Cuban Harley-Davidson motorcycles challenge time and ties with U.S.

HAVANA, Feb. 11th (Xinhua)  A unique meeting took place this weekend at Cuba’s main beach resort of Varadero. The roar of Harley-Davidson bikes invaded Varadero, about 145 kilometers east of Havana, where fans and owners of these classic bikes met for the seventh consecutive year.

This was the annual meeting of “Harlistas Cubanos”, a club of Harley-Davidson aficionados where more than 80 participants exhibited their antique bikes in the town’s central park.

They came from all over the island, some from as far away in the east as Santiago de Cuba and Holguin, although most live in Havana.

“Once a year, we meet here as a way to cultivate friendship among Cubans who share the passion for having these motorcycles. We also receive visitors who come from other countries to exchange with us,” Abel Pez, the event’s organizer, told Xinhua.

Motorcycles that are more than 60 years old continue to ride through Cuban roads, despite being a true sacrifice for their owners.

“It is difficult because these bikes were manufactured many years ago and its parts and pieces are not easy to obtain and expensive. They can be purchased primarily in the United States, Canada and Mexico, which is complicated for most owners,” he said.

According to Pez, there are around 170 owners of Harley-Davidson motorcycles in Cuba, although not all of them are working. He estimates that about 120 motorcycles of this type are rolling throughout the country.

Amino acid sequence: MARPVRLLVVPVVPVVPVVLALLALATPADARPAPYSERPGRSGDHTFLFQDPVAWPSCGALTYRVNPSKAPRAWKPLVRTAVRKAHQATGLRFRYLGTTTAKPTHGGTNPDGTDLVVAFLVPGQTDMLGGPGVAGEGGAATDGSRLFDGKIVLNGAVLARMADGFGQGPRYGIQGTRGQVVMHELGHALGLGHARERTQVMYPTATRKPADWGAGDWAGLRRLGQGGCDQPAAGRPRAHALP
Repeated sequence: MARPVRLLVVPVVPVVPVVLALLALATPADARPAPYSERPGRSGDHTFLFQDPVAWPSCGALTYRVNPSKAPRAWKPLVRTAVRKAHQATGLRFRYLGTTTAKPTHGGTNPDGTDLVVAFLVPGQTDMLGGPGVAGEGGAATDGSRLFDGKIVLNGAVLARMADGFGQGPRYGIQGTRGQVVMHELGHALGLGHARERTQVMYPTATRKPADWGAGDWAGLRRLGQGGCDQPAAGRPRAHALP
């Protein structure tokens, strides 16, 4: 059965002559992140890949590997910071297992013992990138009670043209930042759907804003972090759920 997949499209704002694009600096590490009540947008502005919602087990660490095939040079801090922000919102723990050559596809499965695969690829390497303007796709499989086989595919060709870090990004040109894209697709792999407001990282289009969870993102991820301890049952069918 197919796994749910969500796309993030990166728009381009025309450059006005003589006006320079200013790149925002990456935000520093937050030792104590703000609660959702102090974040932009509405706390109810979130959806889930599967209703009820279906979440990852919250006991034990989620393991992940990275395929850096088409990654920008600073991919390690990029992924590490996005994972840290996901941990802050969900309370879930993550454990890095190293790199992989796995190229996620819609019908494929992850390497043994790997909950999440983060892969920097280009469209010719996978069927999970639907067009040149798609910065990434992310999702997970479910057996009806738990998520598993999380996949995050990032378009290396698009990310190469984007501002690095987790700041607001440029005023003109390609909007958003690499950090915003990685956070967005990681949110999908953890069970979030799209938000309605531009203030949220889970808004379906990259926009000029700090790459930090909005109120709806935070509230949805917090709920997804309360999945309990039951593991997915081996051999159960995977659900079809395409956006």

For Raul Brito, owner of a unique 1949 Harley, this motorcycle has become part of his family. As he told Xinhua, it is a challenge to keep it running with original parts and looking attractive despite the passage of time.

“We live for the motorcycle. Everything we can do to make it beautiful, we do it. There are even times we have sacrificed personal comforts to buy something,” said the Harley addict from the province of Cienfuegos, about 260 kilometers southeast of Havana.

The meeting is organized every year by the association of “Harlistas Cubanos”, along with authorities of the province of Matanzas. Yet many people come from abroad as well.

This is the case of Steve Constable, who traveled for the sixth time to Cuba from Canada to participate in this event.

“I think this is a great initiative. The owners of these types of motorcycles know each other, can share together and help each other get what they need for their bikes, which is difficult in Cuba,” Constable told Xinhua.

However, the Harley-Davidson motorcycles do not escape political tensions between Havana and Washington, whose recent rapprochement was abruptly interrupted by U.S. President Donald Trump.

With the current setback, owners of these antique bikes are finding it even more difficult to keep their motorcycles in good condition, although they believe the annual meeting is a way to do so.

“I think this is another way to relax political relations between Cuba and the United States and generate a climate of friendship and fraternity with American Harley-Davidson fans,” said Pez.

For others like Raul Brito, having friends from the U.S. who put aside political differences and come to this Caribbean nation to share the passion for motorcycles is crucial.

“Many Americans bring donations and pieces and I think it is a way to break the ice in the political arena. It’s an innovative way for all of us to contribute,” he said.